Flooring Systems, Inc. v. Chow (In re Poston), No. 13-41050 (5th Cir. 8/28/14).   Court affirmed judgment to recover preference from creditor.    Transfer occurred when state court receiver served certified copy of receivership order on bank, not when turnover receiver was appointed.   Opinion here.  

Fifth Circuit Provides Valuable Guidance on Jurisdiction and Authority Post-Stern

Many cases deal with debtors who fraudulently convey away their assets before filing bankruptcy.   But what about the situation where the debtor is the victim of a fraudulent conveyance rather than the perpetrator?    In Galaz v. Galaz (In re Galaz), No. 13-50781 (5th Cir. 8/25/14), which can be found here, the Fifth Circuit answers important jurisdictional and Stern questions about the debtor's quest to recover wayward assets.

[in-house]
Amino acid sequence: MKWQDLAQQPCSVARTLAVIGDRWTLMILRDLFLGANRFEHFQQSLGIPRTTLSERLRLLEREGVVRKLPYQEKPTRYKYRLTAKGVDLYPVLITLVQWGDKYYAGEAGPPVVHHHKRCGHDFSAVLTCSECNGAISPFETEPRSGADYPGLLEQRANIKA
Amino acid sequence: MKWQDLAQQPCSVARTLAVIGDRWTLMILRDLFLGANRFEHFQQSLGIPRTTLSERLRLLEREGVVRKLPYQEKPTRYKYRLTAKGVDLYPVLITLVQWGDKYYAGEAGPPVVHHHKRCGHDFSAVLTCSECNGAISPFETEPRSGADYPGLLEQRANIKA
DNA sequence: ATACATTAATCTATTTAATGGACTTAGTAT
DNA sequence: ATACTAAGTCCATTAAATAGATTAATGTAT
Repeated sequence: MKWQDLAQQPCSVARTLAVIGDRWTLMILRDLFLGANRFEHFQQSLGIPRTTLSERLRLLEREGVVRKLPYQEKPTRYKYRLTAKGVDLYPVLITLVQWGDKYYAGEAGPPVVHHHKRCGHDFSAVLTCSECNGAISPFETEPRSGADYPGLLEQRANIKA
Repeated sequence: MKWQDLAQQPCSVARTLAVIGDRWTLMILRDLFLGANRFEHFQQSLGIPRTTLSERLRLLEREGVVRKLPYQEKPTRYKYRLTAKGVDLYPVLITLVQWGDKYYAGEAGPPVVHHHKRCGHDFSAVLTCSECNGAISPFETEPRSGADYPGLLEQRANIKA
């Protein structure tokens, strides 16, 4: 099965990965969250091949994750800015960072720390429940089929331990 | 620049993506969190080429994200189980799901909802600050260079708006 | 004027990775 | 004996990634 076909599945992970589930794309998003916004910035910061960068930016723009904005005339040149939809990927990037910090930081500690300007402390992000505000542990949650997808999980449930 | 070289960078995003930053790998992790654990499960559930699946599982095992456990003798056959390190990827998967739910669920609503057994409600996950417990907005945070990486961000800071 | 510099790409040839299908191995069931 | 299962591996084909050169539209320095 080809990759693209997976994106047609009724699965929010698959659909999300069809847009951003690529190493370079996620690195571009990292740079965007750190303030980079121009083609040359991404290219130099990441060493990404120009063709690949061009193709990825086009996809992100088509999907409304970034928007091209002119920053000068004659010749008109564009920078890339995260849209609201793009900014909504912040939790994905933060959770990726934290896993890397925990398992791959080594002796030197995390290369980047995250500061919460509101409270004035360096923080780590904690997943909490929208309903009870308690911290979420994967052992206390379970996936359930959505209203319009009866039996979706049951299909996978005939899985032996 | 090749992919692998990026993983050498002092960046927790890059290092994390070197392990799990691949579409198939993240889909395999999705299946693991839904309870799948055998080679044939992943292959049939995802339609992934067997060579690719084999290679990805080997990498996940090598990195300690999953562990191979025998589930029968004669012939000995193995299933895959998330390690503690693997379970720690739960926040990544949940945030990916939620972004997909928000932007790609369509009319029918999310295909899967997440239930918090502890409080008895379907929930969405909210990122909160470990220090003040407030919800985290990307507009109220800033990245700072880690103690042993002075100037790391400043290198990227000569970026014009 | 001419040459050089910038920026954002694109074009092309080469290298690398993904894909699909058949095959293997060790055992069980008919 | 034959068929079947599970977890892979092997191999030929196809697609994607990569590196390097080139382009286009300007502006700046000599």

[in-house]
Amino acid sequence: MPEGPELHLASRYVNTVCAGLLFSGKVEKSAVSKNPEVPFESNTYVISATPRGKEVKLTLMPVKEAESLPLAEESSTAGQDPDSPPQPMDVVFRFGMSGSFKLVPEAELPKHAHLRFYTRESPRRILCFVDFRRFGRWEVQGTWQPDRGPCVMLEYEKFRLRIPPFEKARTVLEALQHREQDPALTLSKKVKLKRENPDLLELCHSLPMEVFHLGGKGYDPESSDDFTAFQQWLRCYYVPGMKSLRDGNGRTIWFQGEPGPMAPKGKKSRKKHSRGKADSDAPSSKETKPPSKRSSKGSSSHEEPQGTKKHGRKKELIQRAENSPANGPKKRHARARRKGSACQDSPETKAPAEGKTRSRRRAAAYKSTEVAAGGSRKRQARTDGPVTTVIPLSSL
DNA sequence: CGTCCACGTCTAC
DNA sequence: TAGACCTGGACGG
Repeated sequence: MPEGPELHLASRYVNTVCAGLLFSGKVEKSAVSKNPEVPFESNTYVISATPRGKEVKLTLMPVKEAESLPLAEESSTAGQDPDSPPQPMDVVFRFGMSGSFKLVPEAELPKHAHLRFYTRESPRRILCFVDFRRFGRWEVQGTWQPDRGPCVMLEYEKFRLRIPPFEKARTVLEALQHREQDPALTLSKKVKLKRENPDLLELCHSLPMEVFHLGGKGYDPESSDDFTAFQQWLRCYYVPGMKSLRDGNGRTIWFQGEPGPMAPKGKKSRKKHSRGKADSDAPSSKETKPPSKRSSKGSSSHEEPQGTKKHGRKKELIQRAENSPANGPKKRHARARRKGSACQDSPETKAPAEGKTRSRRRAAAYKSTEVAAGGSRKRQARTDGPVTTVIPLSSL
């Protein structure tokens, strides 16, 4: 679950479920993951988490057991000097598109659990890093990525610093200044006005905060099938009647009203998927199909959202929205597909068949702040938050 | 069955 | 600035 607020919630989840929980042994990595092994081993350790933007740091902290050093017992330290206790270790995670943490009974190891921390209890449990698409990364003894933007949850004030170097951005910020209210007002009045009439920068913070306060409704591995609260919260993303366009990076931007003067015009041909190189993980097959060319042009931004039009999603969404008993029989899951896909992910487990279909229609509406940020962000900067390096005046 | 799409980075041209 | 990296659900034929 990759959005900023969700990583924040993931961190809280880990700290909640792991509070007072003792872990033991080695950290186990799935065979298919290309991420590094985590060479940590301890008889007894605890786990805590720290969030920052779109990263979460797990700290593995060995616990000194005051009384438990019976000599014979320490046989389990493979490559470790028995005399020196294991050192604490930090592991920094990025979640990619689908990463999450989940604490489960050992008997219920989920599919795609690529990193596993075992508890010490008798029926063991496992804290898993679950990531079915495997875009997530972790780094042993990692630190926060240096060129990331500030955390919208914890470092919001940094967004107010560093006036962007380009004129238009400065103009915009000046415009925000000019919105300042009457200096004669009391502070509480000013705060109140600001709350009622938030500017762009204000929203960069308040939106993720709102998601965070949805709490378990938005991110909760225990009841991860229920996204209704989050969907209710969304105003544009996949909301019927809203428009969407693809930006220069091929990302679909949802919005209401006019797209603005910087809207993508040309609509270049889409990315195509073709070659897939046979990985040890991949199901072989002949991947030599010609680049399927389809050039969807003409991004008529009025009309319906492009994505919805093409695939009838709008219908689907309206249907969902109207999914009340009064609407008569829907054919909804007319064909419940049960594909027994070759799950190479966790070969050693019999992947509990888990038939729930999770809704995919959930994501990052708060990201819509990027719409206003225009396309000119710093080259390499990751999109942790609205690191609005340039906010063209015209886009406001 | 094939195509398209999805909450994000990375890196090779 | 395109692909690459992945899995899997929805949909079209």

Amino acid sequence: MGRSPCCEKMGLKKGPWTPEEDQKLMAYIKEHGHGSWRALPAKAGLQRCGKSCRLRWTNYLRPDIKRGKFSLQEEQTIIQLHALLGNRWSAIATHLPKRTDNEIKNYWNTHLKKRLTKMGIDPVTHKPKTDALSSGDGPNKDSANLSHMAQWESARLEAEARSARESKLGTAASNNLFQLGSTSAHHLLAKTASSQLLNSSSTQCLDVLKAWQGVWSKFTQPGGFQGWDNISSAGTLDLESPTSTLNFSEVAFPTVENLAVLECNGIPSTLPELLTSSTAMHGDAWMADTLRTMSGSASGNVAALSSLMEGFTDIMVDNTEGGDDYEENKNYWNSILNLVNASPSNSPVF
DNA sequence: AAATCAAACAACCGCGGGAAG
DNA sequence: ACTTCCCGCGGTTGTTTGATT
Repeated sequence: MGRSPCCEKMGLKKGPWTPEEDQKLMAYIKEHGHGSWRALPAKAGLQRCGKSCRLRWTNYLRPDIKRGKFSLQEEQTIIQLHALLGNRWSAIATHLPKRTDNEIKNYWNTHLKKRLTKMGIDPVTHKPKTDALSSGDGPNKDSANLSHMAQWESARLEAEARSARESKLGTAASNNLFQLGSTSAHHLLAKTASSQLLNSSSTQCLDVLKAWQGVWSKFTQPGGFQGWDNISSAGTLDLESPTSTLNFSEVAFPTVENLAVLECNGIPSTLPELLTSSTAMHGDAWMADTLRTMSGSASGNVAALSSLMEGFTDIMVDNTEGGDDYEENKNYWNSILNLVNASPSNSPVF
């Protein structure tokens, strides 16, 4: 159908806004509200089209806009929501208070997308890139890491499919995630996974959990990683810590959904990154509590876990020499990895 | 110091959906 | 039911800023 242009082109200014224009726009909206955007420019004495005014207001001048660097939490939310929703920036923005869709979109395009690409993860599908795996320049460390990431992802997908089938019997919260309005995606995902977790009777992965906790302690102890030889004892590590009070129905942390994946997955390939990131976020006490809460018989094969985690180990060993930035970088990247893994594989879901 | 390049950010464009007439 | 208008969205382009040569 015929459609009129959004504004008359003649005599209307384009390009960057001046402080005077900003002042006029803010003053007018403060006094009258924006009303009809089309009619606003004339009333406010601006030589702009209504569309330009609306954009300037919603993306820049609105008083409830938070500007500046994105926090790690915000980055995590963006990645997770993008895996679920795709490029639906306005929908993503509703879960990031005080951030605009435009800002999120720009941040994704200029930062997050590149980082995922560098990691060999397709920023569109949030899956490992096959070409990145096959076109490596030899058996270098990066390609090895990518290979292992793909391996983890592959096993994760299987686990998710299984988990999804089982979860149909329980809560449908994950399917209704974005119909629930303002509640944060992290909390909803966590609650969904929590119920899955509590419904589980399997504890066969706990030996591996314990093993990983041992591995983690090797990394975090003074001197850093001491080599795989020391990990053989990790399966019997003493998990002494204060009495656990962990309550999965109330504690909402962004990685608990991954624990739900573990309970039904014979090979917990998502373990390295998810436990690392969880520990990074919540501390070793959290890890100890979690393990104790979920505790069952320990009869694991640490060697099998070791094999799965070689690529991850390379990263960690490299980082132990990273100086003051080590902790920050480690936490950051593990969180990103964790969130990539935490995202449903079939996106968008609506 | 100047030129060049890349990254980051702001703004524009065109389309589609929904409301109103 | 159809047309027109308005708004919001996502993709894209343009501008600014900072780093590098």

What Happened

Lisa and Raul Galaz were once married to each other.   One of their assets was an interest held by Raul in Artist Rights Foundation, LLC ("ARF"), a company which owned the rights to the Ohio Players music catalog.    The other owner of ARF was Julian Jackson.   When Lisa and Raul were divorced in 2002, Raul assigned Lisa 50% of his 50% interest in ARF.   Because the transfer was made without Julian's consent, Lisa received a 25% economic interest in the company but was not a member.    While it is not really relevant to the opinion, another significant occurrence in 2002 was that Raul pled guilty to mail fraud and surrendered his California law license.